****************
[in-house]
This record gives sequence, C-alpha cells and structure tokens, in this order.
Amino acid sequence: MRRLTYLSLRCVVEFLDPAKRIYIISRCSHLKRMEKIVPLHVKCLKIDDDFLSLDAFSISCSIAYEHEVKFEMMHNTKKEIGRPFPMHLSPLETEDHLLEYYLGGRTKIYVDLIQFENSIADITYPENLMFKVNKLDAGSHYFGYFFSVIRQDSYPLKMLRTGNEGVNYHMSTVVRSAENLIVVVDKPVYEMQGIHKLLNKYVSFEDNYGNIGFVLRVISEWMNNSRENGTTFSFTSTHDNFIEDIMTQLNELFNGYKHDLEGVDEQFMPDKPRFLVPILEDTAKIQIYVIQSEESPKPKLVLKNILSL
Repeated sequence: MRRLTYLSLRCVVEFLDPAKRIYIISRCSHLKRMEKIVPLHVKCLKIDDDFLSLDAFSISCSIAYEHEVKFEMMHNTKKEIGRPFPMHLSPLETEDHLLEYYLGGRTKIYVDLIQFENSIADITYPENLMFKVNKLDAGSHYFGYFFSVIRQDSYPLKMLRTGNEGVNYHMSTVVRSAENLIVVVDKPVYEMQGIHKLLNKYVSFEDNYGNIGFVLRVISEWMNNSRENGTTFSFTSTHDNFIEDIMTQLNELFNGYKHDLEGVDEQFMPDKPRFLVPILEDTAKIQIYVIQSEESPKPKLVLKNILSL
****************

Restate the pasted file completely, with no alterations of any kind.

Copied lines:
[in-house]
This record gives sequence, C-alpha cells and structure tokens, in this order.
Amino acid sequence: MRRLTYLSLRCVVEFLDPAKRIYIISRCSHLKRMEKIVPLHVKCLKIDDDFLSLDAFSISCSIAYEHEVKFEMMHNTKKEIGRPFPMHLSPLETEDHLLEYYLGGRTKIYVDLIQFENSIADITYPENLMFKVNKLDAGSHYFGYFFSVIRQDSYPLKMLRTGNEGVNYHMSTVVRSAENLIVVVDKPVYEMQGIHKLLNKYVSFEDNYGNIGFVLRVISEWMNNSRENGTTFSFTSTHDNFIEDIMTQLNELFNGYKHDLEGVDEQFMPDKPRFLVPILEDTAKIQIYVIQSEESPKPKLVLKNILSL
Repeated sequence: MRRLTYLSLRCVVEFLDPAKRIYIISRCSHLKRMEKIVPLHVKCLKIDDDFLSLDAFSISCSIAYEHEVKFEMMHNTKKEIGRPFPMHLSPLETEDHLLEYYLGGRTKIYVDLIQFENSIADITYPENLMFKVNKLDAGSHYFGYFFSVIRQDSYPLKMLRTGNEGVNYHMSTVVRSAENLIVVVDKPVYEMQGIHKLLNKYVSFEDNYGNIGFVLRVISEWMNNSRENGTTFSFTSTHDNFIEDIMTQLNELFNGYKHDLEGVDEQFMPDKPRFLVPILEDTAKIQIYVIQSEESPKPKLVLKNILSL